Open letter to South Africa’s students‚ universities and government‚ represented by Minister in the .
EIGHTEEN people have been killed by swine flu in South Africa in less than a month.
The National Institute for Communicable Diseases (NICD) now fears the number could continue to escalate.
"The number of people infected with the H1N1 virus stood at 5118 yesterday (Sunday)," NICD spokesperson Nombuso Shabalala said.
"Nine of the people who died were pregnant women, with the majority in the third trimester of pregnancy," she said.
"Pregnancy has been identified as a particular risk factor for severe H1N1 illness in many other countries.
"It is critical that H1N1 infection receives particular attention in pregnant women who have flu-like symptoms."
Swine flu was first detected in the country on June 12. Since then it has spread rapidly to all provinces, with Gauteng, Western Cape and KwaZulu-Natal affected the most.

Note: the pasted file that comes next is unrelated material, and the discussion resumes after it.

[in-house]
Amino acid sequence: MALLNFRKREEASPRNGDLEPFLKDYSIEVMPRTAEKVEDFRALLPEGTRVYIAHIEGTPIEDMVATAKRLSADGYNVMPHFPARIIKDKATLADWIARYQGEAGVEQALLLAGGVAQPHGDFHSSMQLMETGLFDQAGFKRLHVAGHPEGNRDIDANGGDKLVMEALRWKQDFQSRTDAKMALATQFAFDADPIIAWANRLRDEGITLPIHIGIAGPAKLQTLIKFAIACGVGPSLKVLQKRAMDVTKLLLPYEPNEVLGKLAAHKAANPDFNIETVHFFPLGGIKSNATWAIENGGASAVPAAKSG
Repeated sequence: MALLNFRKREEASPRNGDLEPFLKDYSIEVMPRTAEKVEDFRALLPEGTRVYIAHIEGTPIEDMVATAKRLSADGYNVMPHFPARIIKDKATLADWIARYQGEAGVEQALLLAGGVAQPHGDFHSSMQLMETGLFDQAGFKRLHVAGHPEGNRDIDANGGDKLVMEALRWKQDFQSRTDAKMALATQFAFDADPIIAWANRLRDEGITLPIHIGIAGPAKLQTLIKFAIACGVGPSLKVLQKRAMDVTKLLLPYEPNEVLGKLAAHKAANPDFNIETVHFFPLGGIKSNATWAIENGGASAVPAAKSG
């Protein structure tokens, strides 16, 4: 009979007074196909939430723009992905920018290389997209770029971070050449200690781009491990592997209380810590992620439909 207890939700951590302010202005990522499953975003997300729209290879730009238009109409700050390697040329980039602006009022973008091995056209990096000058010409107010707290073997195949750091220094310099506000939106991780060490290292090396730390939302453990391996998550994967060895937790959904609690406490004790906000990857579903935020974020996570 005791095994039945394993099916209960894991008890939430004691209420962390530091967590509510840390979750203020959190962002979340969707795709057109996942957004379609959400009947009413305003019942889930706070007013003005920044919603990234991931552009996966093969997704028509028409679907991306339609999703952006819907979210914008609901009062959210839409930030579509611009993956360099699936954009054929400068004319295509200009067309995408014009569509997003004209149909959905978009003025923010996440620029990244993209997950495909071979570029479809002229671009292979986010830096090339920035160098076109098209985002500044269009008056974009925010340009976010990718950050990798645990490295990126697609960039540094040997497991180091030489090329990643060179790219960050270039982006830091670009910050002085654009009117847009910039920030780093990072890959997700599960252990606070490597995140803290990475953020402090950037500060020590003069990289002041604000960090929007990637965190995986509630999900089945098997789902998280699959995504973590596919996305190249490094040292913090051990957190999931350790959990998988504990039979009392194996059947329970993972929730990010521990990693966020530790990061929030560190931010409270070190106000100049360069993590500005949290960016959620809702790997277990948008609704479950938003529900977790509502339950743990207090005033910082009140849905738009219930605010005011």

Early this month, the first death due to the H1N1 virus was recorded in Cape Town.
Last week, two pregnant women were also certified to have died of the influenza.
Shabalala said yesterday: "In the earlier stages of pregnancy the decision to treat must be made by the doctor based on the clinical condition of the patient.
"In the second, and especially the third, trimester of pregnancy urgent treatment should be considered with the appropriate antiviral drugs, particularly if there is any sign of pneumonia (shortness of breath) and prior to any laboratory testing and results being received.
Other risk factors for severe illness might include asthma, diabetes, any chronic heart and lung condition and any cause of depressed immunity. Early treatment should also be considered even for mild illness," she said.
She said that "the majority of the illness remained mild and self-limiting. Routine testing of all persons with influenza-like illness for H1N1 is not recommended".